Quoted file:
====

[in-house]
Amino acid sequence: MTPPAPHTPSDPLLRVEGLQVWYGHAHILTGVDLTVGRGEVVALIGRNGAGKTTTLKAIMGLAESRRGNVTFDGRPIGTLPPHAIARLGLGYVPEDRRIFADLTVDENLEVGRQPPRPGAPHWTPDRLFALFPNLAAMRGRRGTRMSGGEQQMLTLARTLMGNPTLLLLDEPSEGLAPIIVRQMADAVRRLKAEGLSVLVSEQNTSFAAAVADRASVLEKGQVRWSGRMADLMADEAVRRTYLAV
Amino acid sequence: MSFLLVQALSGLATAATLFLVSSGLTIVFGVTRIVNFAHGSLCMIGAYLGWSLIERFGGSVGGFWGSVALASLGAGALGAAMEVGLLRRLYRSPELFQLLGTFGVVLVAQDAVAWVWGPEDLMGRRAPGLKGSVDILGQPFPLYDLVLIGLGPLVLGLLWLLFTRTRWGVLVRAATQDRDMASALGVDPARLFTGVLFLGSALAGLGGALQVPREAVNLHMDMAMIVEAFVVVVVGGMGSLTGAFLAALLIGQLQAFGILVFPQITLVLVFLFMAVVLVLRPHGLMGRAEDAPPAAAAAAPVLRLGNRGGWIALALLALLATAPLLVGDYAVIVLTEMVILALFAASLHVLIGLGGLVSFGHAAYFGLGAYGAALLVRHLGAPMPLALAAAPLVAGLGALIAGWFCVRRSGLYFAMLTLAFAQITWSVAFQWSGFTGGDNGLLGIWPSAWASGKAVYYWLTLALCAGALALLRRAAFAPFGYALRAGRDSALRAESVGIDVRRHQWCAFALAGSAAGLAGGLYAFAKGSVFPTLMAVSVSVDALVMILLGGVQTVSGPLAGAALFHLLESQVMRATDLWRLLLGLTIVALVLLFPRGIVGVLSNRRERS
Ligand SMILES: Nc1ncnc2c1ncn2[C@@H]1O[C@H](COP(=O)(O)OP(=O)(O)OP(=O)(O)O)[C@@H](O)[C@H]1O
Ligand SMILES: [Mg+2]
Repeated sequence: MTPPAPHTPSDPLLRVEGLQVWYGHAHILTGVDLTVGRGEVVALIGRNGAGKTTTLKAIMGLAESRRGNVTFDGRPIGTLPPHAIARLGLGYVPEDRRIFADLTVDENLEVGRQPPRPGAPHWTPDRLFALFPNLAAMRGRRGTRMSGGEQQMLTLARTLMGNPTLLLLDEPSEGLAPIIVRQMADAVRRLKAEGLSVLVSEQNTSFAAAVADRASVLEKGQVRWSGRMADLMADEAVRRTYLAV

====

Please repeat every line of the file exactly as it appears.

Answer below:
[in-house]
Amino acid sequence: MTPPAPHTPSDPLLRVEGLQVWYGHAHILTGVDLTVGRGEVVALIGRNGAGKTTTLKAIMGLAESRRGNVTFDGRPIGTLPPHAIARLGLGYVPEDRRIFADLTVDENLEVGRQPPRPGAPHWTPDRLFALFPNLAAMRGRRGTRMSGGEQQMLTLARTLMGNPTLLLLDEPSEGLAPIIVRQMADAVRRLKAEGLSVLVSEQNTSFAAAVADRASVLEKGQVRWSGRMADLMADEAVRRTYLAV
Amino acid sequence: MSFLLVQALSGLATAATLFLVSSGLTIVFGVTRIVNFAHGSLCMIGAYLGWSLIERFGGSVGGFWGSVALASLGAGALGAAMEVGLLRRLYRSPELFQLLGTFGVVLVAQDAVAWVWGPEDLMGRRAPGLKGSVDILGQPFPLYDLVLIGLGPLVLGLLWLLFTRTRWGVLVRAATQDRDMASALGVDPARLFTGVLFLGSALAGLGGALQVPREAVNLHMDMAMIVEAFVVVVVGGMGSLTGAFLAALLIGQLQAFGILVFPQITLVLVFLFMAVVLVLRPHGLMGRAEDAPPAAAAAAPVLRLGNRGGWIALALLALLATAPLLVGDYAVIVLTEMVILALFAASLHVLIGLGGLVSFGHAAYFGLGAYGAALLVRHLGAPMPLALAAAPLVAGLGALIAGWFCVRRSGLYFAMLTLAFAQITWSVAFQWSGFTGGDNGLLGIWPSAWASGKAVYYWLTLALCAGALALLRRAAFAPFGYALRAGRDSALRAESVGIDVRRHQWCAFALAGSAAGLAGGLYAFAKGSVFPTLMAVSVSVDALVMILLGGVQTVSGPLAGAALFHLLESQVMRATDLWRLLLGLTIVALVLLFPRGIVGVLSNRRERS
Ligand SMILES: Nc1ncnc2c1ncn2[C@@H]1O[C@H](COP(=O)(O)OP(=O)(O)OP(=O)(O)O)[C@@H](O)[C@H]1O
Ligand SMILES: [Mg+2]
Repeated sequence: MTPPAPHTPSDPLLRVEGLQVWYGHAHILTGVDLTVGRGEVVALIGRNGAGKTTTLKAIMGLAESRRGNVTFDGRPIGTLPPHAIARLGLGYVPEDRRIFADLTVDENLEVGRQPPRPGAPHWTPDRLFALFPNLAAMRGRRGTRMSGGEQQMLTLARTLMGNPTLLLLDEPSEGLAPIIVRQMADAVRRLKAEGLSVLVSEQNTSFAAAVADRASVLEKGQVRWSGRMADLMADEAVRRTYLAV